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Hospitality House Gardens Gearing Up for a Busy Summer Season, Events Coming Up

Summer is here and the Gardens at Hospitality House are gearing up for its most productive season yet. Established in 2011, with eight handicapped accessible beds in an enclosed courtyard, the Gardens at Hospitality House have grown every year since.


A lower garden, containing fourteen raised beds, was added a year later. As part of a Heifer International grant initiative, two hoop houses were built in 2013, adding seven additional raised beds, a germination table, and the opportunity for growing seedlings and extending the growing season. That same year, a small orchard of fruit trees was added as a project of Appalachian State’s AIM High Honors Society.


In 2015 a rain harvesting system was installed to save watering costs and Sigma Kappa, Appalachian State’s Philanthropic sorority, won a grant for a philanthropy project “Turning the Blue Ridge Green,” to design and build a 12’ x 8’ passive solar greenhouse in the enclosed courtyard. Hunter Smith, a senior Interior Design and Building Science major, did the design and construction. Last year saw the addition of twenty-four egg laying hens, Henry’s Hen House, built by Avery High School students and a chicken run built by St. Luke’s Deacon Greg Erickson and the Keller Williams RED Day team.


The Gardens at Hospitality House were created to increase access to fresh vegetables, fruits and herbs for the Bread of Life Community Kitchen, Food Pantry and Hunger Relief programs operated by Hospitality House. Residents, volunteers and interns work side by side to maintain the gardens, growing not only food, but meaningful relationships as well. The permaculture gardens, grown using organic and biodynamic methods are a key component of Hospitality House organization values – the sustainability of life, community and environment.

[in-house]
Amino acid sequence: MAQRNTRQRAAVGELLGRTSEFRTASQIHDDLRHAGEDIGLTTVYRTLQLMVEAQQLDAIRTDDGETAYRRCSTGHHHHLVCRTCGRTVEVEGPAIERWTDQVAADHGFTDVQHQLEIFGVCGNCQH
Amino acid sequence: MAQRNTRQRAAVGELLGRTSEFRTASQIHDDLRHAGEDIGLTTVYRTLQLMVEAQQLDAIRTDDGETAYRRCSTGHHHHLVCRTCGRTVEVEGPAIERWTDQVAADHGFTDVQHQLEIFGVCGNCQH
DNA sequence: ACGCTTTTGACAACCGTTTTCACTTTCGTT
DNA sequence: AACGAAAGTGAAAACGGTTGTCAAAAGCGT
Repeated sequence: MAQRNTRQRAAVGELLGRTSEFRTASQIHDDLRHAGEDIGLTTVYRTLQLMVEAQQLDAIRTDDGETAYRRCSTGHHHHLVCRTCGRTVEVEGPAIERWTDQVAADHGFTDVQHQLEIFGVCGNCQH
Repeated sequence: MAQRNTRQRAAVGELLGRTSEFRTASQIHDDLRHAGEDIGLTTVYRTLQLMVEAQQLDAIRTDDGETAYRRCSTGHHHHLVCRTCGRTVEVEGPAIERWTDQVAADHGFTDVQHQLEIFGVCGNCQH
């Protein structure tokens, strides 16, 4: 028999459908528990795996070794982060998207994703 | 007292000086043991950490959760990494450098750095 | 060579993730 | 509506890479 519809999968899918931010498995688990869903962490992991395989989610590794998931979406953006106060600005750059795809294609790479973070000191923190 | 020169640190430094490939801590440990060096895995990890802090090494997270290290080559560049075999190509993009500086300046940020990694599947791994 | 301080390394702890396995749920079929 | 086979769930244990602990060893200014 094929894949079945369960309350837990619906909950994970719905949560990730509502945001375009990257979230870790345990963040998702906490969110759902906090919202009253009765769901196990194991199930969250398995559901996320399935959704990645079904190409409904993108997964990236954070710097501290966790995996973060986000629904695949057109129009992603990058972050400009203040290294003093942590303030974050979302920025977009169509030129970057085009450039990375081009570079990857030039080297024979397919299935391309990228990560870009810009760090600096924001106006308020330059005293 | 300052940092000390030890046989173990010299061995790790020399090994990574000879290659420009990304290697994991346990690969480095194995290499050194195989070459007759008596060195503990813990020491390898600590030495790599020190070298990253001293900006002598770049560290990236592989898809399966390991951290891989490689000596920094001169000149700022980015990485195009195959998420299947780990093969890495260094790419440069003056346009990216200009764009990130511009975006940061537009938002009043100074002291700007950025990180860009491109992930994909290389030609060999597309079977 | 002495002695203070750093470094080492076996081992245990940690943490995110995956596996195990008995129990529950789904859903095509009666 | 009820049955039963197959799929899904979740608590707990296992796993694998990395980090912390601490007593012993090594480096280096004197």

“Those who find a connection with the gardens are more likely to invest in making healthier lifestyle choices for themselves,” said Hospitality House garden coordinator Lauri Wilson. “The gardens also offer our residents a space for healing and growth.”

This year, with the aid of a Garden Visioning Committee that consists of community volunteers, student interns, current residents and former clients, Wilson is focused on renovating the hoop houses, maximizing green space and expanding the Grow Appalachia project.

Gardening with hoop houses allows for an extended growing season, enabling the Gardens to produce food eight months out of the year. The hoop houses were built in 2013 as a Heifer International grant-funded project. On average, the hoop houses increase the amount of fresh food production tenfold.

The Gardens are poised to dramatically expand growing space, moving toward 100 percent edible landscaping, by implementing terraced garden beds around the entire perimeter of Hospitality House. Growing fresh berries, greens, vegetables and herbs in this manner will also lend itself to being a PYO (Pick-Your-Own) space for local neighbors and area citizens riding the Appalcart. This major undertaking requires support and commitment from a variety of resources.